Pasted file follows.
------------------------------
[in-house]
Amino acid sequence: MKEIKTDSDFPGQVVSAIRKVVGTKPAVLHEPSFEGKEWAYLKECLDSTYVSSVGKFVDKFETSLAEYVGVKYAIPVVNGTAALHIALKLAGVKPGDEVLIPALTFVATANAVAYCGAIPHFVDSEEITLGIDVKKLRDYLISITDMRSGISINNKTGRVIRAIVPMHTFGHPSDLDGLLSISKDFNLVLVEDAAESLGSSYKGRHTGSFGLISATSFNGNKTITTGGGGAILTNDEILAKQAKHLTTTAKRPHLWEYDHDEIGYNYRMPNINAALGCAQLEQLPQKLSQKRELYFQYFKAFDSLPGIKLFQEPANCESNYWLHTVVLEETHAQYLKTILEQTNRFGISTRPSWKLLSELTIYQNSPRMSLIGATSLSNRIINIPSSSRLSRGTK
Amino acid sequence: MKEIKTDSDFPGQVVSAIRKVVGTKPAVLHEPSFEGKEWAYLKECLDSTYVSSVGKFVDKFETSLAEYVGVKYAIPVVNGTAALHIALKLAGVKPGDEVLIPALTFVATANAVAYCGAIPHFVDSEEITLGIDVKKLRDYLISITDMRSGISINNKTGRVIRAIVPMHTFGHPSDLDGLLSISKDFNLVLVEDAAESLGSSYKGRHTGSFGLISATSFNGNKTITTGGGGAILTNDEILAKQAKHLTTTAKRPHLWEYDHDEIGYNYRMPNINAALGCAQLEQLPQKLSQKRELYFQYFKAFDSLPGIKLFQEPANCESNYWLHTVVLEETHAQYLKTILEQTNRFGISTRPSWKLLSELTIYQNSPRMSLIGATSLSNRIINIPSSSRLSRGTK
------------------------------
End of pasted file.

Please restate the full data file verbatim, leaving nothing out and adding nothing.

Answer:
[in-house]
Amino acid sequence: MKEIKTDSDFPGQVVSAIRKVVGTKPAVLHEPSFEGKEWAYLKECLDSTYVSSVGKFVDKFETSLAEYVGVKYAIPVVNGTAALHIALKLAGVKPGDEVLIPALTFVATANAVAYCGAIPHFVDSEEITLGIDVKKLRDYLISITDMRSGISINNKTGRVIRAIVPMHTFGHPSDLDGLLSISKDFNLVLVEDAAESLGSSYKGRHTGSFGLISATSFNGNKTITTGGGGAILTNDEILAKQAKHLTTTAKRPHLWEYDHDEIGYNYRMPNINAALGCAQLEQLPQKLSQKRELYFQYFKAFDSLPGIKLFQEPANCESNYWLHTVVLEETHAQYLKTILEQTNRFGISTRPSWKLLSELTIYQNSPRMSLIGATSLSNRIINIPSSSRLSRGTK
Amino acid sequence: MKEIKTDSDFPGQVVSAIRKVVGTKPAVLHEPSFEGKEWAYLKECLDSTYVSSVGKFVDKFETSLAEYVGVKYAIPVVNGTAALHIALKLAGVKPGDEVLIPALTFVATANAVAYCGAIPHFVDSEEITLGIDVKKLRDYLISITDMRSGISINNKTGRVIRAIVPMHTFGHPSDLDGLLSISKDFNLVLVEDAAESLGSSYKGRHTGSFGLISATSFNGNKTITTGGGGAILTNDEILAKQAKHLTTTAKRPHLWEYDHDEIGYNYRMPNINAALGCAQLEQLPQKLSQKRELYFQYFKAFDSLPGIKLFQEPANCESNYWLHTVVLEETHAQYLKTILEQTNRFGISTRPSWKLLSELTIYQNSPRMSLIGATSLSNRIINIPSSSRLSRGTK